At the Bisnow 3rd Annual Chicago State Of Office conference this week, a strong gathering of commercial RE pros listened to a blue-ribbon panel drawn from around Chicago’s office marketplace to hear perspectives on the local and national economy. Gathered were:
With only a few exceptions, the mood was decidedly up at Thursday’s Healthcare Real Estate Conference in Chicago. The investors, brokers, tenants, developers and managers who met at the University Club came to hear about strategies and trends in development, management and capital for medical properties ranging from medical office buildings (MOBs) to large healthcare campuses to retail outpatient facilities.
Last month’s holiday season brought the seasonal retail push. Coast to coast, goods moved at peak volumes, as they do more or less every year. But the radical change brought to retail by online shopping technology has, more than ever, redrawn the landscape in all areas of retail, from customer-facing to logistics and everywhere in between.
A recent Jones Lang LaSalle report put the number of retailers selling online at 92 percent, with 68 percent operating brick-and-mortar retail stores. The past five years have seen increases in online sales for 80 percent of retailers, and some of those are pegged at 25 percent increases.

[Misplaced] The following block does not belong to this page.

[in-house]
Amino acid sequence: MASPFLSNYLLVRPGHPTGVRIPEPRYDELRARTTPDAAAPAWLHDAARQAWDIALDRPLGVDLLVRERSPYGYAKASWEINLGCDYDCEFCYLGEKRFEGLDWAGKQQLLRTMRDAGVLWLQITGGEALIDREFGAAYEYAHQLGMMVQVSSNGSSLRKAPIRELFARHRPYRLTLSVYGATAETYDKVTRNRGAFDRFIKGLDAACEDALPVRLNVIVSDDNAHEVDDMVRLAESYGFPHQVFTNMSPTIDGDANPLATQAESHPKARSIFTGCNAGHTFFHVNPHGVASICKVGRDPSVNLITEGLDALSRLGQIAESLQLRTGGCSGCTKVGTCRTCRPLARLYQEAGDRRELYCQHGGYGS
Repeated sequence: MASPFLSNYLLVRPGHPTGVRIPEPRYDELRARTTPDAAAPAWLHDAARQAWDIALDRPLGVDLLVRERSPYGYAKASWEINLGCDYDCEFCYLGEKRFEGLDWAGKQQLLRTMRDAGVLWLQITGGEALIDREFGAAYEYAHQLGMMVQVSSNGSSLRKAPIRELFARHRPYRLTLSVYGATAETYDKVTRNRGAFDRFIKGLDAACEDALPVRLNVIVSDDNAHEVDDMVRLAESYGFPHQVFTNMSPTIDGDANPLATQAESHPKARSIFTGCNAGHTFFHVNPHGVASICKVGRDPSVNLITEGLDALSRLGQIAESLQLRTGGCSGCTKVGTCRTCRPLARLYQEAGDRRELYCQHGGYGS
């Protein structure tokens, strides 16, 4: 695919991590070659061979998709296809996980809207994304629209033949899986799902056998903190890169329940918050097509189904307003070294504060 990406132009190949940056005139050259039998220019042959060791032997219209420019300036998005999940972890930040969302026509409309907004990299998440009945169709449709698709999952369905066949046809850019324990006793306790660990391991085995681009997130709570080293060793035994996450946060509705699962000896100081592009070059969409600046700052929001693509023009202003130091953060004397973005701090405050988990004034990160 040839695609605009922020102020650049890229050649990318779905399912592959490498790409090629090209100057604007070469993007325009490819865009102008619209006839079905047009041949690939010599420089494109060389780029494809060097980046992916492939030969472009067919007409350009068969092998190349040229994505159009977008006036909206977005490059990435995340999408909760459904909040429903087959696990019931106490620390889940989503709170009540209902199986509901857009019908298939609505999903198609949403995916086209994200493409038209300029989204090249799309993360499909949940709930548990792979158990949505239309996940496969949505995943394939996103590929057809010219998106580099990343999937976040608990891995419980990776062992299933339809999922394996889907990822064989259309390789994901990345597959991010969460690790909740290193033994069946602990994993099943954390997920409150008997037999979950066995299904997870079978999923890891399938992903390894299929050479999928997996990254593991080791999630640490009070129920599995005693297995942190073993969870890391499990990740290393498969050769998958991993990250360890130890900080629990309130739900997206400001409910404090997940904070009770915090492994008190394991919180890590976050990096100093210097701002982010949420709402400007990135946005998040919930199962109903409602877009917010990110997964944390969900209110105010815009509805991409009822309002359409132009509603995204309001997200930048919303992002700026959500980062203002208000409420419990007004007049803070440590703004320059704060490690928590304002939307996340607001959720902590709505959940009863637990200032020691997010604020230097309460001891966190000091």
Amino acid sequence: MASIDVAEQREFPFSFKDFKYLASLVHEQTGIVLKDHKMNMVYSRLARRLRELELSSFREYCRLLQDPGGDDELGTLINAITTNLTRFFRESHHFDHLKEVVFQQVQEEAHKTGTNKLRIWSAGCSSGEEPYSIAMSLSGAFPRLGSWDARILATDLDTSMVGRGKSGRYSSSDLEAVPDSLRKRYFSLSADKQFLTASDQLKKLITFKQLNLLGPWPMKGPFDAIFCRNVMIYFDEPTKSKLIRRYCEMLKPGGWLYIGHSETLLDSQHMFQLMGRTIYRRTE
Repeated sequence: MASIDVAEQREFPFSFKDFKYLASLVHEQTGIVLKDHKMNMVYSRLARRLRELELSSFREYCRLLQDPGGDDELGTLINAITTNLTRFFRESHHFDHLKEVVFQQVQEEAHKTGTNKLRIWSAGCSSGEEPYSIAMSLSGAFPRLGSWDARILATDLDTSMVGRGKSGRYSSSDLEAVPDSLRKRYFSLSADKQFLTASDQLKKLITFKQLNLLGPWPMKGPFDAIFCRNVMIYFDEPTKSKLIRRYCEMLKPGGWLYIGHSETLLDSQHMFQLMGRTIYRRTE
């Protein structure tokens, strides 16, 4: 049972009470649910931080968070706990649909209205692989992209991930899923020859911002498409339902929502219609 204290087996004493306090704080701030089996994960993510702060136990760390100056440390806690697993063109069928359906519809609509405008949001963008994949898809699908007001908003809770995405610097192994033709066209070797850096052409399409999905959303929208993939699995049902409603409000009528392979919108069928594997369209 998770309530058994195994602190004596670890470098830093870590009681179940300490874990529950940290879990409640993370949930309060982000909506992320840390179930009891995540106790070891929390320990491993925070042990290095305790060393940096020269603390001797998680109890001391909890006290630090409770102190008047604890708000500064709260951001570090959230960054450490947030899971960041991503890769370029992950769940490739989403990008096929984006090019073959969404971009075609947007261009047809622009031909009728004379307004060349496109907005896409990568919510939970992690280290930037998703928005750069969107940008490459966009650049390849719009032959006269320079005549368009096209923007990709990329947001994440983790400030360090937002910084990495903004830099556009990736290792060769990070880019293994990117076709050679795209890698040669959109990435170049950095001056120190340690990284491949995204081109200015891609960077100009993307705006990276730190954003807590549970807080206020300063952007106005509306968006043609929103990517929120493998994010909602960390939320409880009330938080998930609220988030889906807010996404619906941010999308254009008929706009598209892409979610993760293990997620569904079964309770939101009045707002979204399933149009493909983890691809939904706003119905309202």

As the global commercial property market evolves, it is marked by two kinds of growth. First, the sources of investment capital grow in number around the world. Then comes growth in the number of destinations for such capital. Buyers and investors in commercial real estate are increasingly international, so investments and returns have to make long trips to get where they’re going. When that’s true, the demand for clarity, predictability, reliable measurement and sustainability — known collectively in commercial real estate as transparency — becomes increasingly important.
Of the many Views From The Frontier Of Commercial Real Estate at today’s session of the same name at NAR Annual 2011, it was Sam Foster‘s that presented a definitive roadmap. That’s because Sam, head of industrial practice at Jones Lang LaSalle, took a long look at the transportation and warehousing industries and the likely impacts on CRE.
In a fascinating session, Sam brought to light the role of ports, transportation, and inventory in the forecasting of tomorrow’s hottest CRE markets. Playing on NAR 2011’s theme of carpe diem (sieze the day), Sam quipped “The theme should really be carpe crastinum diem – sieze tomorrow. We should be looking for future opportunities.“